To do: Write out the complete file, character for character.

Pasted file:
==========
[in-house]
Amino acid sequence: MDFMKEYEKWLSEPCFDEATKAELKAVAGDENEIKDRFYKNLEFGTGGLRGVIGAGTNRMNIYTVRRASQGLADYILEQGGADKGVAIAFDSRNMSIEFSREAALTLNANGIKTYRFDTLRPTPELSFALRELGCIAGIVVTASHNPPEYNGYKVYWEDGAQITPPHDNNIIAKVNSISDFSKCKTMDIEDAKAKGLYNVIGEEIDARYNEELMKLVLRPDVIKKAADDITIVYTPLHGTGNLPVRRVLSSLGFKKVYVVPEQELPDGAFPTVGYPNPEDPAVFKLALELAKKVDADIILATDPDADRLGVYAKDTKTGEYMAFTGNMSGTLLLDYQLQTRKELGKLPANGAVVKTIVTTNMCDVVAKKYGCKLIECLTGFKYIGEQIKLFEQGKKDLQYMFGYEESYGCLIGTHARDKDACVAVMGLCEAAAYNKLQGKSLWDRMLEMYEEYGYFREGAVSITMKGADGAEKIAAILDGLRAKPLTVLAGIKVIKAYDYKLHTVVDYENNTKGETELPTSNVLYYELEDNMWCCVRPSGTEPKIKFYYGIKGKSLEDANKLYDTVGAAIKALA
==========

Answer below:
[in-house]
Amino acid sequence: MDFMKEYEKWLSEPCFDEATKAELKAVAGDENEIKDRFYKNLEFGTGGLRGVIGAGTNRMNIYTVRRASQGLADYILEQGGADKGVAIAFDSRNMSIEFSREAALTLNANGIKTYRFDTLRPTPELSFALRELGCIAGIVVTASHNPPEYNGYKVYWEDGAQITPPHDNNIIAKVNSISDFSKCKTMDIEDAKAKGLYNVIGEEIDARYNEELMKLVLRPDVIKKAADDITIVYTPLHGTGNLPVRRVLSSLGFKKVYVVPEQELPDGAFPTVGYPNPEDPAVFKLALELAKKVDADIILATDPDADRLGVYAKDTKTGEYMAFTGNMSGTLLLDYQLQTRKELGKLPANGAVVKTIVTTNMCDVVAKKYGCKLIECLTGFKYIGEQIKLFEQGKKDLQYMFGYEESYGCLIGTHARDKDACVAVMGLCEAAAYNKLQGKSLWDRMLEMYEEYGYFREGAVSITMKGADGAEKIAAILDGLRAKPLTVLAGIKVIKAYDYKLHTVVDYENNTKGETELPTSNVLYYELEDNMWCCVRPSGTEPKIKFYYGIKGKSLEDANKLYDTVGAAIKALA